qEEG and Anxiety
We all struggle with moments of anxiety throughout our lives. Work, school, big decisions, and more can trigger anxiety. It is a common and normal response to stress. However, living with an anxiety disorder is a completely different situation. Those with anxiety disorders can experience panic, stress, worry, paranoia, fear, and more in even the calmest of moments. This can greatly impact and hinder someone’s life, affecting their job, school, work, and more. Thankfully, there is a way to successfully research and diagnose anxiety and bring the brain back to optimal health.
Brain mapping is exactly how it sounds. A brain map is a clear visual representation of the brain. This image is known as a qEEG (quantitative electroencephalogram), shows us how the brain is currently functioning and allows us to identify the strengths and weaknesses in the patient’s brain. Brain mapping reads the electrical activity in your brain and can assess what may be “misfiring”.
Brain maps give us important information that reveals what portions of our brain are not operating properly. qEEG scans can pinpoint and identify numerous issues such as:
- Head Injuries
- Memory Issues
- And more
qEEGS can also help predict:
- Difficulty paying attention
- Impulsive Behavior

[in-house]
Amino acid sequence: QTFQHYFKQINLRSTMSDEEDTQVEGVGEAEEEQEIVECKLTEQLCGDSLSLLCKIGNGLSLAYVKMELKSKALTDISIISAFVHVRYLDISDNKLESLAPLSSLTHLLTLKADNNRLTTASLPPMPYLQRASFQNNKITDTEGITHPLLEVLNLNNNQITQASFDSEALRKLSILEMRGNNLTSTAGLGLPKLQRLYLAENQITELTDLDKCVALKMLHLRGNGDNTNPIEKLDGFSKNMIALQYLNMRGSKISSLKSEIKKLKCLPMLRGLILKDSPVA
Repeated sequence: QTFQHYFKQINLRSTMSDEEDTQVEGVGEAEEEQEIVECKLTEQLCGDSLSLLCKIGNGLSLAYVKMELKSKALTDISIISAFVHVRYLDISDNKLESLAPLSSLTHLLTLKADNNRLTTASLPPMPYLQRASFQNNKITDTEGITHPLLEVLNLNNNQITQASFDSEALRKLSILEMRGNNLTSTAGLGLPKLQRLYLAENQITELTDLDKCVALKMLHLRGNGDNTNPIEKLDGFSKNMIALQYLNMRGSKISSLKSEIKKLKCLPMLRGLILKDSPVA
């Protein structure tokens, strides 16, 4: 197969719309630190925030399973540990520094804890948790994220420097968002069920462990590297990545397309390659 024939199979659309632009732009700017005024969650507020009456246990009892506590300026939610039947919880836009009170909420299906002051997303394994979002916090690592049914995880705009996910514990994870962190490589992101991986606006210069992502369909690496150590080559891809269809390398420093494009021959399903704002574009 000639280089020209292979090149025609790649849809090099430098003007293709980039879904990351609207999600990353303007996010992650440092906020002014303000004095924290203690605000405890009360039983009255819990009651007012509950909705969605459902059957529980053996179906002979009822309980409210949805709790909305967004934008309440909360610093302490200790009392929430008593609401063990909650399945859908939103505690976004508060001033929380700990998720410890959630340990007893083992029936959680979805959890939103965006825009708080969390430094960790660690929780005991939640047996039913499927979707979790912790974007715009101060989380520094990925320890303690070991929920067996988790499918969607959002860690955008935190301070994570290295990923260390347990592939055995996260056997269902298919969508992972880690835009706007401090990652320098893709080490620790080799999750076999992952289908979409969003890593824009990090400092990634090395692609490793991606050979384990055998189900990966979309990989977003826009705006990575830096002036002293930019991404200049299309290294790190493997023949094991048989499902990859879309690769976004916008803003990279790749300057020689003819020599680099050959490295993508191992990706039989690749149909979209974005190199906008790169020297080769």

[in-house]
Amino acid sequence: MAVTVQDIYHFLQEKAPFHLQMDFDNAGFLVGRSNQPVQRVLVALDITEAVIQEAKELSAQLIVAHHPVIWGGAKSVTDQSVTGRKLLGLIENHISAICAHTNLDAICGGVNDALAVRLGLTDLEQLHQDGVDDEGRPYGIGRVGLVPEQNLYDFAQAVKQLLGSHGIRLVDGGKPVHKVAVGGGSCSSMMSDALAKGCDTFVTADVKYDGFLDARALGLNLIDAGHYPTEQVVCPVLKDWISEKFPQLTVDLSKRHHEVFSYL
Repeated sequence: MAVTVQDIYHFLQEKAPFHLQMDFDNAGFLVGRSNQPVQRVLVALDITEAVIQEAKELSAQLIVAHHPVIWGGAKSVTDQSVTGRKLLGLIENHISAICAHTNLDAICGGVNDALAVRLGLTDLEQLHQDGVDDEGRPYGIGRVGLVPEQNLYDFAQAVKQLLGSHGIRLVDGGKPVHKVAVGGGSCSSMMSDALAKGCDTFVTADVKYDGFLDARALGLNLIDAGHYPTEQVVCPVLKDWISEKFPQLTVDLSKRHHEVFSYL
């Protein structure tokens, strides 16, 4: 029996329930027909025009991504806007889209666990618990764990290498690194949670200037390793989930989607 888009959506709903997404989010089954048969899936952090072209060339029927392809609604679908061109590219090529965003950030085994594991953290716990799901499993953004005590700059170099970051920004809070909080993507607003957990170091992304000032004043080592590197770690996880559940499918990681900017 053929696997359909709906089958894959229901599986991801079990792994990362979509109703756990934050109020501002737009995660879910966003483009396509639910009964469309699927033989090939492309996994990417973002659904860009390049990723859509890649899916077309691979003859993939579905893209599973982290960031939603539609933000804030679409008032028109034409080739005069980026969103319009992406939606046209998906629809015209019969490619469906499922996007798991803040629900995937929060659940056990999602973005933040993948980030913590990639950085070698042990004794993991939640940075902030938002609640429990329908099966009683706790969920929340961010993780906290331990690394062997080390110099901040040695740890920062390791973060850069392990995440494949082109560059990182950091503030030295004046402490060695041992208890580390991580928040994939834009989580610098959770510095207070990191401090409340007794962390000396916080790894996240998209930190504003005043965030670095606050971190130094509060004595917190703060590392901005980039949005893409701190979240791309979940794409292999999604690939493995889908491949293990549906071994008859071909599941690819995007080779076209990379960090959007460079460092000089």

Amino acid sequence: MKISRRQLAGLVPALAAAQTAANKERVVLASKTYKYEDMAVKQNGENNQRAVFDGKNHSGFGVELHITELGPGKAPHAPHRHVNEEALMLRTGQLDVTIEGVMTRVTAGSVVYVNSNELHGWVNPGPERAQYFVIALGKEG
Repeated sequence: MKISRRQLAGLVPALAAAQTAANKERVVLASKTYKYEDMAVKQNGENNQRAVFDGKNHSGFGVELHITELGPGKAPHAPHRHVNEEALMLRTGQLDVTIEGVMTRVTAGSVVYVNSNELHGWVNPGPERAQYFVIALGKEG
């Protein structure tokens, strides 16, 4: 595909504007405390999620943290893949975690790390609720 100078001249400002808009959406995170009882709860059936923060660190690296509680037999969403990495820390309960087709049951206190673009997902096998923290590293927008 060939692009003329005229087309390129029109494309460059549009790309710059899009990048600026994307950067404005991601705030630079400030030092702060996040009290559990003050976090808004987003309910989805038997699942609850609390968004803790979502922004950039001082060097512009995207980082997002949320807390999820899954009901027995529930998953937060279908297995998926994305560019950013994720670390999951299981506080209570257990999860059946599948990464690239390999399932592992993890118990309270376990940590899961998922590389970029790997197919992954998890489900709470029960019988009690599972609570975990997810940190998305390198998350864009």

- Poor Problem-Solving Skills
- And more
Brain mapping measures out 5 different kinds of brain waves.
Delta waves are essential for restoration and rejuvenation. These are low-frequency waves that occur when you are relaxing, meditating, or sleeping.
Theta waves are most often referred to as “drowsy meditative” waves. Similar to delta waves, theta waves occur when you are relaxed or sleeping. These waves however are more energetic and focused than delta waves.
Alpha waves appear when you are praying, reading, or journaling.
Beta waves are our alert and working waves. These waves appear when we are doing homework, thinking, working, or focusing on activities that require focus and creativity.
Gamma waves are crucial for cognitive functioning, memory, and learning.
Too much or not enough brain waves on a qEEG can indicate anxiety. For example, too many delta waves can hinder your brain from thinking properly. Yte not enough of these waves can stop you from resting and revitalizing.
Brain mapping can assist in easing symptoms of anxiety. Some of these methods include pinpointing abnormalities that regulate emotions and stress, as well as helping doctors retrain an anxious brain.
qEEGs can be an amazing and beneficial procedure, assisting doctors and psychiatrists in diagnosing and addressing anxiety disorders. If you feel that a qEEG might be the correct course of action for your mental wellbeing, contact Brainwave Center today to schedule a consultation.